(Stephen Colbert) was part of the same Second City class that included Amy Sedaris and Paul Dinello and Chris Farley. “Our first night professionally onstage,” he said, the longtime Second City director Jeff Michalski told them that the most important lesson he could pass on to them was this: “You have to learn to love the bomb.”
“It took me a long time to really understand what that meant,” Colbert said. “It wasn’t ‘Don’t worry, you’ll get it next time.’ It wasn’t ‘Laugh it off.’ No, it means what it says. You gotta learn to love when you’re failing.… The embracing of that, the discomfort of failing in front of an audience, leads you to penetrate through the fear that blinds you. Fear is the mind killer.”
So often when I am scared, I adopt a spirit of victimhood. In the face of attack, I curl up in a ball, just waiting for the pummeling to stop. While I was reading this interview with Stephen Colbert in GQ, though, it occurred to me that maybe there was another way. Maybe, instead of going on the defensive, I should go on the offensive, lean into the fear and become an adventurer, eager to be challenged, eager to test my strength, eager to grow.
It is amazing just what a profound difference this small shift in perspective can make.
At one point during my long, difficult labor with Max I asked God to give me relief, to lift the fear and anxiety I was feeling. I have never forgotten his response. He said:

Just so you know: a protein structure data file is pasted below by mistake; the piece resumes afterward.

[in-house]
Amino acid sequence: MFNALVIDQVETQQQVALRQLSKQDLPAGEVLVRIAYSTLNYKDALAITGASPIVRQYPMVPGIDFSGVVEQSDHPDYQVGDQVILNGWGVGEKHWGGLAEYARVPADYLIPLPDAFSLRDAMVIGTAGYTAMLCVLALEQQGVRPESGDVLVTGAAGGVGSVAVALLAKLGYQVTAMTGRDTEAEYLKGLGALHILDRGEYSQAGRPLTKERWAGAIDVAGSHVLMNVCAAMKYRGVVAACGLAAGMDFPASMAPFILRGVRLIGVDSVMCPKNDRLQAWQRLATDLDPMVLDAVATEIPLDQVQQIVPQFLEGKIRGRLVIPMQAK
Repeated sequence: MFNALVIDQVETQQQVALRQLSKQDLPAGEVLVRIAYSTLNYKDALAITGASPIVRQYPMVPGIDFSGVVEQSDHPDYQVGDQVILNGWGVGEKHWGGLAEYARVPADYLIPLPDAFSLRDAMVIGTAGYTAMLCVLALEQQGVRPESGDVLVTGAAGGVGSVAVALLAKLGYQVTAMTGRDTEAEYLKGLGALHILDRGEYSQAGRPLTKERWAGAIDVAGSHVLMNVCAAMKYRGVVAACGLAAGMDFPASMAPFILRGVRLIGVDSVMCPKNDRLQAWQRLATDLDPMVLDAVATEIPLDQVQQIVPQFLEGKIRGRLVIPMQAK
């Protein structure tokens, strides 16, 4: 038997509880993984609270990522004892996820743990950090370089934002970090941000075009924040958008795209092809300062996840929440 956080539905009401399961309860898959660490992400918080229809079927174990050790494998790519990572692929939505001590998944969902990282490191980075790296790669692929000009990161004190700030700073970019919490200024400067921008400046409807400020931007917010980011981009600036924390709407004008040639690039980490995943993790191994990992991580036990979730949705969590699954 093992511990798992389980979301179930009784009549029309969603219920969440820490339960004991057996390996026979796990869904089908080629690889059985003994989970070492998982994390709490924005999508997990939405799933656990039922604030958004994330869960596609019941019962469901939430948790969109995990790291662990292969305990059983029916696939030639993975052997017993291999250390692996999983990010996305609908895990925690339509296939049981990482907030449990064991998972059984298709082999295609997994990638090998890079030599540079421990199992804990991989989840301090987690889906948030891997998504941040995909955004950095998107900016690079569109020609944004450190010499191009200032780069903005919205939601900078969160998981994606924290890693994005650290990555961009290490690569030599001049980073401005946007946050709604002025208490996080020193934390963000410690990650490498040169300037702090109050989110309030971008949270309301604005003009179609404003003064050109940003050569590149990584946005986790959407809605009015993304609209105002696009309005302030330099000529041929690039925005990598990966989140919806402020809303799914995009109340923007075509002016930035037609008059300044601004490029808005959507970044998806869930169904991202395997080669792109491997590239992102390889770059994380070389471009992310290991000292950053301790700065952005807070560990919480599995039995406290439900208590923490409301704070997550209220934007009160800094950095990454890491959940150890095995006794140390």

“Your suffering is not without meaning, my girl. I am asking you to embrace it because it is through surrendering to this frightening, painful experience, that you will heal another broken part of your soul and make space to welcome an even greater degree of my divine peace into your life.”
“Offer it up,” God whispered, “Offer it up through me, with me, and in me. Unite your sufferings to my Holy Cross.”
Instead of remaining inwardly turned, focused solely on my own misery, this small act of offering up my suffering shifted my gaze outward and focused my thoughts on others. Suddenly, with the hope that I might be able to help heal myself or bring others a tiny bit of relief, I actually found myself wanting the contractions to intensify and to hurt just a bit more.
I became a woman at battle, in pursuit of a greater good and a deeper peace, rather than a helpless victim. Instead of feeling abandoned by God, I was cooperating with him. And through this shift in my perspective I was able, little by little and moment by moment, to surrender.
That we will sometimes experience fear in this life is a given. But how we respond to that fear is our choice. Today let’s choose courage. Today, let’s be brave.
Every time you feel scared this week, remind yourself of two things:
1) This moment is an opportunity to grow stronger, to show your fears that they don’t have ownership over you.
2) Remind yourself of the fruit suffering can bear when united to the Cross. Offer your fears up. Use them for good.
You’ve got this, sweet peas.
And God’s got you.